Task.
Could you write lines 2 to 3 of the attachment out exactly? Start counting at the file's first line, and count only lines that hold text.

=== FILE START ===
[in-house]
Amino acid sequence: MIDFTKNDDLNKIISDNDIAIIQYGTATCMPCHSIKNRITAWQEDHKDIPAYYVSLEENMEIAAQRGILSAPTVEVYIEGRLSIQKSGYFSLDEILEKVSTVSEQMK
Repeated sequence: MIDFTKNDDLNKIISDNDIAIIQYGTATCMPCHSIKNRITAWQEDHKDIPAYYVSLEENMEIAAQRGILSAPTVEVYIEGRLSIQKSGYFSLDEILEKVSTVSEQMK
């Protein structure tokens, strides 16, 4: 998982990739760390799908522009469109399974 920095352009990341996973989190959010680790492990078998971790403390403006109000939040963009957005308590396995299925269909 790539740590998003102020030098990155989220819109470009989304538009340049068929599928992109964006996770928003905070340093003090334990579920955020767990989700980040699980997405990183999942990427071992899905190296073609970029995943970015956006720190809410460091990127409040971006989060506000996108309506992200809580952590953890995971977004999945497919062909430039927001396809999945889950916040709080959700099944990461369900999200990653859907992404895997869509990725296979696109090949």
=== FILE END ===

Amino acid sequence: MIDFTKNDDLNKIISDNDIAIIQYGTATCMPCHSIKNRITAWQEDHKDIPAYYVSLEENMEIAAQRGILSAPTVEVYIEGRLSIQKSGYFSLDEILEKVSTVSEQMK
Repeated sequence: MIDFTKNDDLNKIISDNDIAIIQYGTATCMPCHSIKNRITAWQEDHKDIPAYYVSLEENMEIAAQRGILSAPTVEVYIEGRLSIQKSGYFSLDEILEKVSTVSEQMK